Speaking of what they have now, they get an immediate upgrade at the small forward spot by replacing Ron Artest. Quick stats from last season:
Artest: 26.9 MPG, 3.4 Reb, 2.2 Ast, 7.7 Pts
Iguodala: 35.6 MPG, 6.1 Reb, 5.5 Ast, 12.4 Pts
Of course, if this hypothetical deal were to go through, the Lakers would need to come up with a solution for the remaining two years and $15 million on Artest's contract. How they handle that is their business.
As for the benefits of Vucevic, in return for the departing Gasol, the Lakers get back a 7-foot big, who can back up center Andrew Bynum, a guy with a litany of injury issues, and some usable height at the 4, should they opt to use him in that capacity. Of course, he was also a first round pick in 2011, so we'll finish with the word "upside."
Oh, and they save $4 million over the next two seasons assuming Iggy plays both years. If he goes early termination in the summer of 2013 (unlikely, but you never know), they save a boatload. Actually, go read that link about their tax situation. It's horrifying.
Why It Makes Sense for Philly
Gasol immediately becomes one of the five best bigs in the Eastern Conference and makes the Sixers very long and very versatile. A backcourt of Holiday and Turner (plus additions) is paired with any combination of Young, Turner and Harkless at the 3 and Young, Gasol, Moultrie, Allen and possibly Vucevic between the 4 and 5 (I'm leaving Elton Brand out of his equation for an obvious reason, which we'll get to). Moreover, Gasol fits this team both in transition and in the half-court. Not only can he run the floor, but he creates passing and scoring options out of the post.
The Sixers will need to fill out the rest, particularly in the backcourt, with or without Gasol, but this trade would suddenly make Elton Brand and his contract even more interesting. The Sixers could keep Brand if they wish, so long as their additions don't force them to the tax, and have great depth under the basket, or trade him or amnesty him.
The trade or amnesty options are the fun parts. Truth be told, I'm not trading for Pau Gasol just to stop there.
Look at the teams you consider title contenders around the NBA. Now look at your Sixers. I love this team and loved watching them give the Celtics everything they had, but they're not a serious threat with this roster and we all know it. To win a championship, they need a serious paradigm shift and Gasol gives them that shift. For two seasons, Pau Gasol gives the Sixers a window to change their immediate future, because Gasol makes Philadelphia, almost overnight, a destination.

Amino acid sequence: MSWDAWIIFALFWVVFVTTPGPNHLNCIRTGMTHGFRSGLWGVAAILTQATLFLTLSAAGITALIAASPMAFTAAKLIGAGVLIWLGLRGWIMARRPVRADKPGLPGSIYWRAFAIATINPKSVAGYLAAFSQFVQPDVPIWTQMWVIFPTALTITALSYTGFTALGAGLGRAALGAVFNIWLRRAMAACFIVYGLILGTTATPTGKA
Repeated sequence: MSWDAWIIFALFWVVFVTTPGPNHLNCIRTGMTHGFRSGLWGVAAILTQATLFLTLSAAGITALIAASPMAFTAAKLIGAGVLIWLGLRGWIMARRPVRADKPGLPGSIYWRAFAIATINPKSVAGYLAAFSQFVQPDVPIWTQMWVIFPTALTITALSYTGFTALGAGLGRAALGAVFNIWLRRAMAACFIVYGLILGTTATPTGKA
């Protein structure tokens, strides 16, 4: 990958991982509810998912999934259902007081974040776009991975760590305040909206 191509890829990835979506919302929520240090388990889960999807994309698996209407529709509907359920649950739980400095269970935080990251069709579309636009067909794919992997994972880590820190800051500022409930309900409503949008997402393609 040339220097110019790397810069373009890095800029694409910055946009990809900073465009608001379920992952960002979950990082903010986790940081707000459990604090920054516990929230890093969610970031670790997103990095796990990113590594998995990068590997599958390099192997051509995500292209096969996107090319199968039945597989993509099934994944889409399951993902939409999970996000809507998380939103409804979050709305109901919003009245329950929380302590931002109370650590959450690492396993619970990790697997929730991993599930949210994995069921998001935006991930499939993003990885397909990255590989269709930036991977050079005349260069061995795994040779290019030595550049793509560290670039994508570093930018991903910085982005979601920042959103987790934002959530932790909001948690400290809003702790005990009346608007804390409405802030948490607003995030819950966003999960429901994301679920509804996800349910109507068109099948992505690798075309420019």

There are two roads through the Eastern Conference, one is through Miami and the other through Chicago. On the next tier down, Boston is on the decline, Indiana the incline, New York the always possible incline and Atlanta constantly middling. The Sixers, even if they prove to hang with the Celtics, Pacers, Knicks and Hawks, are not, at current, in the same league (almost literally with the way the NBA is structured between top and bottom) with the Heat and Bulls.
A trade for Gasol and the options presented by Brand's contract help to change that. By himself, absent any other moves, Gasol makes the Sixers more competitive in the East. But with someone else, a real someone else,
a real someone else now affordable given the $18 million they would have to spend or send, and a real someone else who might now consider Philadelphia an actual option to compete with Miami and Chicago, the Sixers won't be picking in the very middle of the first round any more, where they've been stuck for years, adding complementary pieces that fractionally improve a roster at an exponential disadvantage. And the downside? Assuming they aren't able to attract that extra someone, Gasol is off the books in another two years and the Sixers have another $$22 million to play with in 2014.
This franchise needs to make a bold move to escape mediocrity.
Pick up the phone. Call Mitch Kupchak. If he says no, you offered. If he says yes, then at worst, at absolute worst, the Sixers become relevant again in the National Basketball Association.
And, if he makes a counter-offer, well, now at least we're talking.